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Showing 1-2 of 2 reviews(Verified Purchases). See all 7 reviews
on February 10, 2011
I have owned several Sigma cameras and have a love/hate relationship with the breed. To generalize, I find them like an old person---rich in capability but somewhat slow and cantankerous to live with. I rail at my Sigmas but miss them when I leave them home.

In any case, I purchased this SD15 to replace my SD14 which had white balance issues that I was tired of dealing with. This slightly refreshed version is vastly better at analyzing light and properly rendering it. Other improvements include better burst rates, improved processing engine, SD storage of images, and(importantly) a much cleaner user interface than presented on the SD14.

Other comparably priced cameras are faster and more pixel-dense, yet I have found no substitute for the anticipation I feel when processing Sigma photos---they aren't just records of images but, often, impressive interpretations of them.
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on August 17, 2016
A little background is required. For the past 3 years I have been mainly a Fuji “X” photographer, having owned, or currently own, the following models: X20, X-M1, X-Pro1, X-A1, X-T10 and X-100. Prior to that I was using Olympus Pen system (E-PM1 and OMD EM5).

This summer I got to experience a Foveon X3 system when I bought a DP2 Merrill for my wife for her food photography.

Impressed, I managed to put together a used Sigma DSLR system, in excellent condition, from vendors on Amazon and eBay for a grand total of just under 700 USD shipped! This included a Sigma SD15 DSLR and the following lenses: 18-50mm F2.8-4.5, 30mm F1.4, and 70-300mm F4-5.6. The zoom lenses are optically stabilized.

The SD15 is rated at 14MP, due to the triple layer Foveon X3 sensor, but in reality it renders 4.6MP (2640 x 1760) RAW or jpeg images. It also has a crop factor of 1.7, giving equivalent focal lengths of 30-85mm, 51mm, and 119-5100mm respectively for the three lenses mentioned above. The sensor design eliminates the need for an anti-aliasing (AA) filter, so the sharpness is excellent for a 4.6MP file format.

My decision to get the SD15 and not the SD1 Merrill was due to the fact that I can “borrow” my wife’s DP2 Merrill at leisure if I need the extra resolution. Besides the SD15 has better continuous shooting performance than the SD1 Merrill due to the much smaller RAW files, which are “only” 12MB in size. The Sigma Photo Pro 6.3 software is much kinder and quicker with these smaller files.

The SD15 is refreshingly simple to use for a Fujifilm X-T10 user, with P, A, S, M modes and no special scene modes. It does not do video. The camera looks large feels heavy for a 1.7 crop sensor, but handles well and the viewfinder is quite nice.

There are “only” five auto-focus points, but that was not an issue for me. The LCD screen is, well, adequate at best, and there is no live view. The top LCD display panel is great for changing settings quickly, without having to look through the viewfinder. The attractive orange backlight can be enabled if necessary.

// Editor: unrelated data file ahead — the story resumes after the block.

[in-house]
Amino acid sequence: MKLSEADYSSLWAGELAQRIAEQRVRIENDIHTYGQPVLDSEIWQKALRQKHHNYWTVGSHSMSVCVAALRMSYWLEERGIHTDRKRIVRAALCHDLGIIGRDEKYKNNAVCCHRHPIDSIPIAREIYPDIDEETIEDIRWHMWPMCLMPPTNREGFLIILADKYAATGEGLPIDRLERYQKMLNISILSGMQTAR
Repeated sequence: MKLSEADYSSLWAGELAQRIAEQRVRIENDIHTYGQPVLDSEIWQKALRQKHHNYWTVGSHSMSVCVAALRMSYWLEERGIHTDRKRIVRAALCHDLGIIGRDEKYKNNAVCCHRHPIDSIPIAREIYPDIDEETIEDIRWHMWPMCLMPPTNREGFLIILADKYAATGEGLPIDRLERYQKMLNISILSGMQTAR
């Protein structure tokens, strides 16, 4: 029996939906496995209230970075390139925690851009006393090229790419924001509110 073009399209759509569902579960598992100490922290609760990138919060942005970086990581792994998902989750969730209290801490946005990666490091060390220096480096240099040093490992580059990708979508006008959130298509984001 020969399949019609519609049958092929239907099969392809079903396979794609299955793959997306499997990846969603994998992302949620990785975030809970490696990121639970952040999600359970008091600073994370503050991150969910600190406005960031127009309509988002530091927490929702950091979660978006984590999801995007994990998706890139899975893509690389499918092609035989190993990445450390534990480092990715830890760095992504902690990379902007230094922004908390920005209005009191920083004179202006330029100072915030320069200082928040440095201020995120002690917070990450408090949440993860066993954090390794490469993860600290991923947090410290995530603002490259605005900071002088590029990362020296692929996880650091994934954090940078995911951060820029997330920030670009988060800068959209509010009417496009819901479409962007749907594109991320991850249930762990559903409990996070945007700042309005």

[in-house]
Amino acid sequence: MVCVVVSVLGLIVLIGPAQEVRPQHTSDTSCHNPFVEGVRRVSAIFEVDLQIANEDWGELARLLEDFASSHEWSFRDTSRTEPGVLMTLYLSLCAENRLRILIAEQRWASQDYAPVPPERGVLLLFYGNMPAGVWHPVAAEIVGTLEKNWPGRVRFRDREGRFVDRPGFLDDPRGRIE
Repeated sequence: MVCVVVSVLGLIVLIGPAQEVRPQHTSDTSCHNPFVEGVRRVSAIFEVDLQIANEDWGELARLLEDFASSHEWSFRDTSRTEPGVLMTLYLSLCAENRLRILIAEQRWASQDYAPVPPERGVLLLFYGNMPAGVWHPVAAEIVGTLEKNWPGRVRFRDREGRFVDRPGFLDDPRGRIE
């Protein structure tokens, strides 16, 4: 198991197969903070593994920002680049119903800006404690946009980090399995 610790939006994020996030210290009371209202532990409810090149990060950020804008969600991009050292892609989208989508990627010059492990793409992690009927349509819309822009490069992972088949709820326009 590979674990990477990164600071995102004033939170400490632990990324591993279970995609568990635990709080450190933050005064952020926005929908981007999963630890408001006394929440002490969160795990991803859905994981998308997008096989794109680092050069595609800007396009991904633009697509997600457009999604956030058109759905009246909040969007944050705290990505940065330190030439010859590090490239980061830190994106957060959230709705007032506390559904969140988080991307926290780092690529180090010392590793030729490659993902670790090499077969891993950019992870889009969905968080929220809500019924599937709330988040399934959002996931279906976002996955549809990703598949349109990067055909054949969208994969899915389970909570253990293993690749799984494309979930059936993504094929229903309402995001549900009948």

The icing on the cake is the ultra soft shutter, which almost feels like shutter on a mirrorless camera. This helps minimize camera shake. There is also a setting to keep the mirror up after composing your shot, which reduces shake even further when the shutter is triggered.

I recommend upgrading the firmware to the latest (1.04, as of this writing). This brings improvements to functionality, including the inclusion of the RAW+Jpeg image capture mode.

Although rated up to ISO3200, this camera is best used in the ISO 50 - 200 range. You can go as high as ISO 800, but that would really be pushing it, as color noise starts to make an appearance at ISO 400.

The auto white balance works well overall, but can often get thrown off. This is not a major issue, since you will most likely be using Sigma Photo Pro 6.3 or SilkyPix for RAW conversion, where you can tweak the white balance setting easily.

I found Sigma Photo Pro 6.3 software to be pretty stable and simple to use. I prefer to shoot in the “Neutral” picture mode, and use SPP 6.3 to fine tune the results. After converting the RAW file to jpeg, I use Apple Aperture 3.6 for final touch ups. I find this work flow to be quite simple overall.

When used within its ideal range of ISO 50 - 100, the SD15 can produce stunning results. The color accuracy, shadow detail, dynamic range, rendering of subtle tones and micro-contrast are amazing. The images are extremely realistic under the right lighting conditions, and also very 3 dimensional.

In summary, I am extremely pleased with my Sigma SD15, despite it being a discontinued 2010 model. Having said that, due to the limited useful ISO range, the SD15 is better paired with another camera system, which will give you the high ISO capability.

If you treat this camera just as you would a film camera with ISO 100 film, and understand the limitations, you will do well with this camera.
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